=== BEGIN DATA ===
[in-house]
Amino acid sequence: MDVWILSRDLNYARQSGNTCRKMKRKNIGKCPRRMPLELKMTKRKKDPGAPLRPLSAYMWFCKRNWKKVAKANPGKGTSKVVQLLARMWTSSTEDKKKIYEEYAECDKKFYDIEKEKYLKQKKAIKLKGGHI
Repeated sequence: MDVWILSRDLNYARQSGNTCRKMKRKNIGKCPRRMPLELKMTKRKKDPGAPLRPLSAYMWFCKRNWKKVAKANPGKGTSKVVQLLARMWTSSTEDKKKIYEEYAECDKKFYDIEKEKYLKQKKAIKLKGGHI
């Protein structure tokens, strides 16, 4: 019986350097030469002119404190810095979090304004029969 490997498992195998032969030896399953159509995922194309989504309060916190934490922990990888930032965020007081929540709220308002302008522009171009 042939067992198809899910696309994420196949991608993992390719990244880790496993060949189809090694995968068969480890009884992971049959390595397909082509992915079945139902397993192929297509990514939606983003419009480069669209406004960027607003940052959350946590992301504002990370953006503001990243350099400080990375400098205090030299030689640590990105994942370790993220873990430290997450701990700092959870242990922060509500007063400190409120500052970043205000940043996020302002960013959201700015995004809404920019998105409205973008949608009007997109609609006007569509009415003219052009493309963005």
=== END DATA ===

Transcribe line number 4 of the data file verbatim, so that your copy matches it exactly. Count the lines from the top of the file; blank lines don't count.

């Protein structure tokens, strides 16, 4: 019986350097030469002119404190810095979090304004029969 490997498992195998032969030896399953159509995922194309989504309060916190934490922990990888930032965020007081929540709220308002302008522009171009 042939067992198809899910696309994420196949991608993992390719990244880790496993060949189809090694995968068969480890009884992971049959390595397909082509992915079945139902397993192929297509990514939606983003419009480069669209406004960027607003940052959350946590992301504002990370953006503001990243350099400080990375400098205090030299030689640590990105994942370790993220873990430290997450701990700092959870242990922060509500007063400190409120500052970043205000940043996020302002960013959201700015995004809404920019998105409205973008949608009007997109609609006007569509009415003219052009493309963005």